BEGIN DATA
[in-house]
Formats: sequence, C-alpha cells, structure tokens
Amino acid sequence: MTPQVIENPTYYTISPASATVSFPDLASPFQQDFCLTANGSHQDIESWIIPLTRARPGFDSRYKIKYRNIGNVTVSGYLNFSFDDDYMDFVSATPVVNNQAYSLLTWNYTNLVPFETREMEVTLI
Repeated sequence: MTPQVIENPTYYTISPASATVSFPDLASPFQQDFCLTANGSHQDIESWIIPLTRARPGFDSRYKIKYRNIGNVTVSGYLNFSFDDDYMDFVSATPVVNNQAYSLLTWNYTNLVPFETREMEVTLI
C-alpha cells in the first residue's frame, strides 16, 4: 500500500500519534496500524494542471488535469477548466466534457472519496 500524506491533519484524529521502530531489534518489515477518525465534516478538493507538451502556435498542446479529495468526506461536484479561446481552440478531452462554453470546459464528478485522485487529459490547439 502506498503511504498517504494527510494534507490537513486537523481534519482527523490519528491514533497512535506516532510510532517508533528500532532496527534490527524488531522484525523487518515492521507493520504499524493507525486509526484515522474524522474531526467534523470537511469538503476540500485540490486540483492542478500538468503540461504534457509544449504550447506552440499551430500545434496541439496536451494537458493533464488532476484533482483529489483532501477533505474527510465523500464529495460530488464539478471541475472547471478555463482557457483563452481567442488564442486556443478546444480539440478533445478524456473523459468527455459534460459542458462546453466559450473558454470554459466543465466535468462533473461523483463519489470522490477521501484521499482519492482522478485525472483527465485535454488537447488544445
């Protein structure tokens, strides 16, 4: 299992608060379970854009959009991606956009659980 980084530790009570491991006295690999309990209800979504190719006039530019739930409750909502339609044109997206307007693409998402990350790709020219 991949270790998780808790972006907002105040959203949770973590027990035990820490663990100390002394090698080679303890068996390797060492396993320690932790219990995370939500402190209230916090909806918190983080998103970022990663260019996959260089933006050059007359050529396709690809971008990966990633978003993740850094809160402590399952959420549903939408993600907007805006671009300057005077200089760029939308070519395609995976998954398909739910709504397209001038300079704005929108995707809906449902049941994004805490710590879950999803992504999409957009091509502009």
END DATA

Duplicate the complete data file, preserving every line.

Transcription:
[in-house]
Formats: sequence, C-alpha cells, structure tokens
Amino acid sequence: MTPQVIENPTYYTISPASATVSFPDLASPFQQDFCLTANGSHQDIESWIIPLTRARPGFDSRYKIKYRNIGNVTVSGYLNFSFDDDYMDFVSATPVVNNQAYSLLTWNYTNLVPFETREMEVTLI
Repeated sequence: MTPQVIENPTYYTISPASATVSFPDLASPFQQDFCLTANGSHQDIESWIIPLTRARPGFDSRYKIKYRNIGNVTVSGYLNFSFDDDYMDFVSATPVVNNQAYSLLTWNYTNLVPFETREMEVTLI
C-alpha cells in the first residue's frame, strides 16, 4: 500500500500519534496500524494542471488535469477548466466534457472519496 500524506491533519484524529521502530531489534518489515477518525465534516478538493507538451502556435498542446479529495468526506461536484479561446481552440478531452462554453470546459464528478485522485487529459490547439 502506498503511504498517504494527510494534507490537513486537523481534519482527523490519528491514533497512535506516532510510532517508533528500532532496527534490527524488531522484525523487518515492521507493520504499524493507525486509526484515522474524522474531526467534523470537511469538503476540500485540490486540483492542478500538468503540461504534457509544449504550447506552440499551430500545434496541439496536451494537458493533464488532476484533482483529489483532501477533505474527510465523500464529495460530488464539478471541475472547471478555463482557457483563452481567442488564442486556443478546444480539440478533445478524456473523459468527455459534460459542458462546453466559450473558454470554459466543465466535468462533473461523483463519489470522490477521501484521499482519492482522478485525472483527465485535454488537447488544445
């Protein structure tokens, strides 16, 4: 299992608060379970854009959009991606956009659980 980084530790009570491991006295690999309990209800979504190719006039530019739930409750909502339609044109997206307007693409998402990350790709020219 991949270790998780808790972006907002105040959203949770973590027990035990820490663990100390002394090698080679303890068996390797060492396993320690932790219990995370939500402190209230916090909806918190983080998103970022990663260019996959260089933006050059007359050529396709690809971008990966990633978003993740850094809160402590399952959420549903939408993600907007805006671009300057005077200089760029939308070519395609995976998954398909739910709504397209001038300079704005929108995707809906449902049941994004805490710590879950999803992504999409957009091509502009």